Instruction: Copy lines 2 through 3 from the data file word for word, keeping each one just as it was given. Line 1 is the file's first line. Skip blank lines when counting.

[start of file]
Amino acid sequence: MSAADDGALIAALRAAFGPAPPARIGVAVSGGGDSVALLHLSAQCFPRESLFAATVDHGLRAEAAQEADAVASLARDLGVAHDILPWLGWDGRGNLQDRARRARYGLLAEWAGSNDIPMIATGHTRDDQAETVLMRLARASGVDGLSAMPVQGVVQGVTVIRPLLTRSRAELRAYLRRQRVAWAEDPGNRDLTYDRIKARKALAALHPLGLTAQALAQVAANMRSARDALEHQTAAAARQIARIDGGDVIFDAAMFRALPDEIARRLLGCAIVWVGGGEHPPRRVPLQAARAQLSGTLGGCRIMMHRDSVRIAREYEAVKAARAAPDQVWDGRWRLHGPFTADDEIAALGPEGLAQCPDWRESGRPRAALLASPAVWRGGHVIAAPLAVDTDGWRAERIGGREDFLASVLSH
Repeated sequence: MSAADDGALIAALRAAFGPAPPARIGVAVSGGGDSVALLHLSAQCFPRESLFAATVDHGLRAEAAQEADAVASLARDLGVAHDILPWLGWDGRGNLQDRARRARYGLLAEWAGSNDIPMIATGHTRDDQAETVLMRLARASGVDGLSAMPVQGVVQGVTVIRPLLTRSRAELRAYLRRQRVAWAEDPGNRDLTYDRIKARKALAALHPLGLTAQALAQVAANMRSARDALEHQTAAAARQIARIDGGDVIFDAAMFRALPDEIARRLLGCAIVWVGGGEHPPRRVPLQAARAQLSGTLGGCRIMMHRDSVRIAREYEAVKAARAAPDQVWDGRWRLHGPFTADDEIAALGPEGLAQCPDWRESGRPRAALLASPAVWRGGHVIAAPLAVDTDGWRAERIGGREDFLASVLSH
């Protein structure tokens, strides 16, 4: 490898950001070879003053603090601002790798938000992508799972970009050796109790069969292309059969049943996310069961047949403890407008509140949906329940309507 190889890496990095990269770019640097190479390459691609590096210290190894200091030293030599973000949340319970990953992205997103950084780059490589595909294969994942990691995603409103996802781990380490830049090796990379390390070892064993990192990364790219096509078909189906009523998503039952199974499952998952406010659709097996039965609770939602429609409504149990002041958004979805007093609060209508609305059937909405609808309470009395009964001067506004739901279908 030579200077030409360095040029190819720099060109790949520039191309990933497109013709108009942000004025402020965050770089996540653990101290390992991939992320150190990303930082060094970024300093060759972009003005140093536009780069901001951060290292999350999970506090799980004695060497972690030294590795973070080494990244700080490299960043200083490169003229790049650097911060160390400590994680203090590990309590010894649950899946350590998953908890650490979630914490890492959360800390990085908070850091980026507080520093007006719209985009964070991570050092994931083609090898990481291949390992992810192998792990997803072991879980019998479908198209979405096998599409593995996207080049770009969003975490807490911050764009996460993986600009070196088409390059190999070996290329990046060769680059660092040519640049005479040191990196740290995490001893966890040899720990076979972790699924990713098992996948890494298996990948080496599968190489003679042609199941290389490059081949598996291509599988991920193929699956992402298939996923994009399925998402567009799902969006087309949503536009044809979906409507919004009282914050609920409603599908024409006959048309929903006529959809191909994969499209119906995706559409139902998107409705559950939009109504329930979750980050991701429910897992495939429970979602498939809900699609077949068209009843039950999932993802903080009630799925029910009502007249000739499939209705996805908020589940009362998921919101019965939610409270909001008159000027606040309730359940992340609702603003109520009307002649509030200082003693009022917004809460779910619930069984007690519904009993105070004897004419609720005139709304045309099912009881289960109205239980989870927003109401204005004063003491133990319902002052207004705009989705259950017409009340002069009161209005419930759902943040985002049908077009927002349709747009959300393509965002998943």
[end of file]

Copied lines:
Repeated sequence: MSAADDGALIAALRAAFGPAPPARIGVAVSGGGDSVALLHLSAQCFPRESLFAATVDHGLRAEAAQEADAVASLARDLGVAHDILPWLGWDGRGNLQDRARRARYGLLAEWAGSNDIPMIATGHTRDDQAETVLMRLARASGVDGLSAMPVQGVVQGVTVIRPLLTRSRAELRAYLRRQRVAWAEDPGNRDLTYDRIKARKALAALHPLGLTAQALAQVAANMRSARDALEHQTAAAARQIARIDGGDVIFDAAMFRALPDEIARRLLGCAIVWVGGGEHPPRRVPLQAARAQLSGTLGGCRIMMHRDSVRIAREYEAVKAARAAPDQVWDGRWRLHGPFTADDEIAALGPEGLAQCPDWRESGRPRAALLASPAVWRGGHVIAAPLAVDTDGWRAERIGGREDFLASVLSH
């Protein structure tokens, strides 16, 4: 490898950001070879003053603090601002790798938000992508799972970009050796109790069969292309059969049943996310069961047949403890407008509140949906329940309507 190889890496990095990269770019640097190479390459691609590096210290190894200091030293030599973000949340319970990953992205997103950084780059490589595909294969994942990691995603409103996802781990380490830049090796990379390390070892064993990192990364790219096509078909189906009523998503039952199974499952998952406010659709097996039965609770939602429609409504149990002041958004979805007093609060209508609305059937909405609808309470009395009964001067506004739901279908 030579200077030409360095040029190819720099060109790949520039191309990933497109013709108009942000004025402020965050770089996540653990101290390992991939992320150190990303930082060094970024300093060759972009003005140093536009780069901001951060290292999350999970506090799980004695060497972690030294590795973070080494990244700080490299960043200083490169003229790049650097911060160390400590994680203090590990309590010894649950899946350590998953908890650490979630914490890492959360800390990085908070850091980026507080520093007006719209985009964070991570050092994931083609090898990481291949390992992810192998792990997803072991879980019998479908198209979405096998599409593995996207080049770009969003975490807490911050764009996460993986600009070196088409390059190999070996290329990046060769680059660092040519640049005479040191990196740290995490001893966890040899720990076979972790699924990713098992996948890494298996990948080496599968190489003679042609199941290389490059081949598996291509599988991920193929699956992402298939996923994009399925998402567009799902969006087309949503536009044809979906409507919004009282914050609920409603599908024409006959048309929903006529959809191909994969499209119906995706559409139902998107409705559950939009109504329930979750980050991701429910897992495939429970979602498939809900699609077949068209009843039950999932993802903080009630799925029910009502007249000739499939209705996805908020589940009362998921919101019965939610409270909001008159000027606040309730359940992340609702603003109520009307002649509030200082003693009022917004809460779910619930069984007690519904009993105070004897004419609720005139709304045309099912009881289960109205239980989870927003109401204005004063003491133990319902002052207004705009989705259950017409009340002069009161209005419930759902943040985002049908077009927002349709747009959300393509965002998943």